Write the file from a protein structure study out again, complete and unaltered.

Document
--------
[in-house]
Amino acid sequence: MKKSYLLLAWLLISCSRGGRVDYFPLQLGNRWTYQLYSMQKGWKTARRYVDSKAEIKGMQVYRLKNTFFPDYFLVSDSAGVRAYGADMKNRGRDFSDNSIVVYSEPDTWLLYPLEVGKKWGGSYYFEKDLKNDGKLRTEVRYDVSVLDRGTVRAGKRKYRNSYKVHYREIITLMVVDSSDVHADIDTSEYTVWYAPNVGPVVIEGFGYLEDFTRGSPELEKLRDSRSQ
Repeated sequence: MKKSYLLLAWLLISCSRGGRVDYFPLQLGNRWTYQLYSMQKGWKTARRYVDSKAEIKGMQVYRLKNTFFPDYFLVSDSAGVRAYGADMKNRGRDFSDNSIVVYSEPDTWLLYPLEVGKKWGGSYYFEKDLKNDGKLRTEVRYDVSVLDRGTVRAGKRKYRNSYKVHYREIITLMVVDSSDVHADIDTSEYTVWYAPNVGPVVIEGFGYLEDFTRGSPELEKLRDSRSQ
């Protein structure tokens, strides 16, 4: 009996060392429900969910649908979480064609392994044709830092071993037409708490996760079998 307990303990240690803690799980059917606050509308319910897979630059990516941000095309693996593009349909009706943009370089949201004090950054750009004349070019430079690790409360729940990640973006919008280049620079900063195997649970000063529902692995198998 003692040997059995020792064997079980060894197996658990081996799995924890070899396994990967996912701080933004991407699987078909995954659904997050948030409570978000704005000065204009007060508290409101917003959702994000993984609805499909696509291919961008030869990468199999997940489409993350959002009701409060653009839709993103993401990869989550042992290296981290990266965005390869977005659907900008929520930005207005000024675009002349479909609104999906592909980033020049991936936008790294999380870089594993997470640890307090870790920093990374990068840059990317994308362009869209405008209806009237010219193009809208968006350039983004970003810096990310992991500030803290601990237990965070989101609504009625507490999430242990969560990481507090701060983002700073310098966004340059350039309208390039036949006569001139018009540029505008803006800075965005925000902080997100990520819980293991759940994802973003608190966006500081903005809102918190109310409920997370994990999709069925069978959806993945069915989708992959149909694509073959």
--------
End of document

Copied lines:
[in-house]
Amino acid sequence: MKKSYLLLAWLLISCSRGGRVDYFPLQLGNRWTYQLYSMQKGWKTARRYVDSKAEIKGMQVYRLKNTFFPDYFLVSDSAGVRAYGADMKNRGRDFSDNSIVVYSEPDTWLLYPLEVGKKWGGSYYFEKDLKNDGKLRTEVRYDVSVLDRGTVRAGKRKYRNSYKVHYREIITLMVVDSSDVHADIDTSEYTVWYAPNVGPVVIEGFGYLEDFTRGSPELEKLRDSRSQ
Repeated sequence: MKKSYLLLAWLLISCSRGGRVDYFPLQLGNRWTYQLYSMQKGWKTARRYVDSKAEIKGMQVYRLKNTFFPDYFLVSDSAGVRAYGADMKNRGRDFSDNSIVVYSEPDTWLLYPLEVGKKWGGSYYFEKDLKNDGKLRTEVRYDVSVLDRGTVRAGKRKYRNSYKVHYREIITLMVVDSSDVHADIDTSEYTVWYAPNVGPVVIEGFGYLEDFTRGSPELEKLRDSRSQ
């Protein structure tokens, strides 16, 4: 009996060392429900969910649908979480064609392994044709830092071993037409708490996760079998 307990303990240690803690799980059917606050509308319910897979630059990516941000095309693996593009349909009706943009370089949201004090950054750009004349070019430079690790409360729940990640973006919008280049620079900063195997649970000063529902692995198998 003692040997059995020792064997079980060894197996658990081996799995924890070899396994990967996912701080933004991407699987078909995954659904997050948030409570978000704005000065204009007060508290409101917003959702994000993984609805499909696509291919961008030869990468199999997940489409993350959002009701409060653009839709993103993401990869989550042992290296981290990266965005390869977005659907900008929520930005207005000024675009002349479909609104999906592909980033020049991936936008790294999380870089594993997470640890307090870790920093990374990068840059990317994308362009869209405008209806009237010219193009809208968006350039983004970003810096990310992991500030803290601990237990965070989101609504009625507490999430242990969560990481507090701060983002700073310098966004340059350039309208390039036949006569001139018009540029505008803006800075965005925000902080997100990520819980293991759940994802973003608190966006500081903005809102918190109310409920997370994990999709069925069978959806993945069915989708992959149909694509073959």